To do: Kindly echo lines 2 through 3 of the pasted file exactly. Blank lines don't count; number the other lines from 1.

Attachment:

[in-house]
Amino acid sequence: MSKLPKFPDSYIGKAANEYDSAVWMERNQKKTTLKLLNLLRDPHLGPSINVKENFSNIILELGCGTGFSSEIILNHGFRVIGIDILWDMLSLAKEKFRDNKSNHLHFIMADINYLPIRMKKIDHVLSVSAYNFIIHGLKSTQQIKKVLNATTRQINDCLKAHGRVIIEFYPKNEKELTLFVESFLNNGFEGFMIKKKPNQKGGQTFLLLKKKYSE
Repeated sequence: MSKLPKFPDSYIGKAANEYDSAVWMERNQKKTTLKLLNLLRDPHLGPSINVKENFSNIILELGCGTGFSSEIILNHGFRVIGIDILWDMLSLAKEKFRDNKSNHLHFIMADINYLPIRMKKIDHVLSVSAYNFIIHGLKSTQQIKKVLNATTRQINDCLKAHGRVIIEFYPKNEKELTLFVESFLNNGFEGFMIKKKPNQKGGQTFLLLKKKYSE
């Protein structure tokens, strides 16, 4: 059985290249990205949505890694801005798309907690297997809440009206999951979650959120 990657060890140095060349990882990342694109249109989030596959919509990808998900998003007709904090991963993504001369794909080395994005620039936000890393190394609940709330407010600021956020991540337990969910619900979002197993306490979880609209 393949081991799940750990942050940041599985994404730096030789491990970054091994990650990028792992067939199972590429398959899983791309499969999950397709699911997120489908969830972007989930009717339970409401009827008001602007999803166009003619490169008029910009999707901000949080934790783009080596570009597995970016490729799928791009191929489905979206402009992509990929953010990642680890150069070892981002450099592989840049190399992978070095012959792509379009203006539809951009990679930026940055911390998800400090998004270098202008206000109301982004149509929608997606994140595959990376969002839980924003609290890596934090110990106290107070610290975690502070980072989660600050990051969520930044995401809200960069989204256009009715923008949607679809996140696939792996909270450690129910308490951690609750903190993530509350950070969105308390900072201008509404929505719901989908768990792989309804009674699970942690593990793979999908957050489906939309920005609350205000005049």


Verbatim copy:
Amino acid sequence: MSKLPKFPDSYIGKAANEYDSAVWMERNQKKTTLKLLNLLRDPHLGPSINVKENFSNIILELGCGTGFSSEIILNHGFRVIGIDILWDMLSLAKEKFRDNKSNHLHFIMADINYLPIRMKKIDHVLSVSAYNFIIHGLKSTQQIKKVLNATTRQINDCLKAHGRVIIEFYPKNEKELTLFVESFLNNGFEGFMIKKKPNQKGGQTFLLLKKKYSE
Repeated sequence: MSKLPKFPDSYIGKAANEYDSAVWMERNQKKTTLKLLNLLRDPHLGPSINVKENFSNIILELGCGTGFSSEIILNHGFRVIGIDILWDMLSLAKEKFRDNKSNHLHFIMADINYLPIRMKKIDHVLSVSAYNFIIHGLKSTQQIKKVLNATTRQINDCLKAHGRVIIEFYPKNEKELTLFVESFLNNGFEGFMIKKKPNQKGGQTFLLLKKKYSE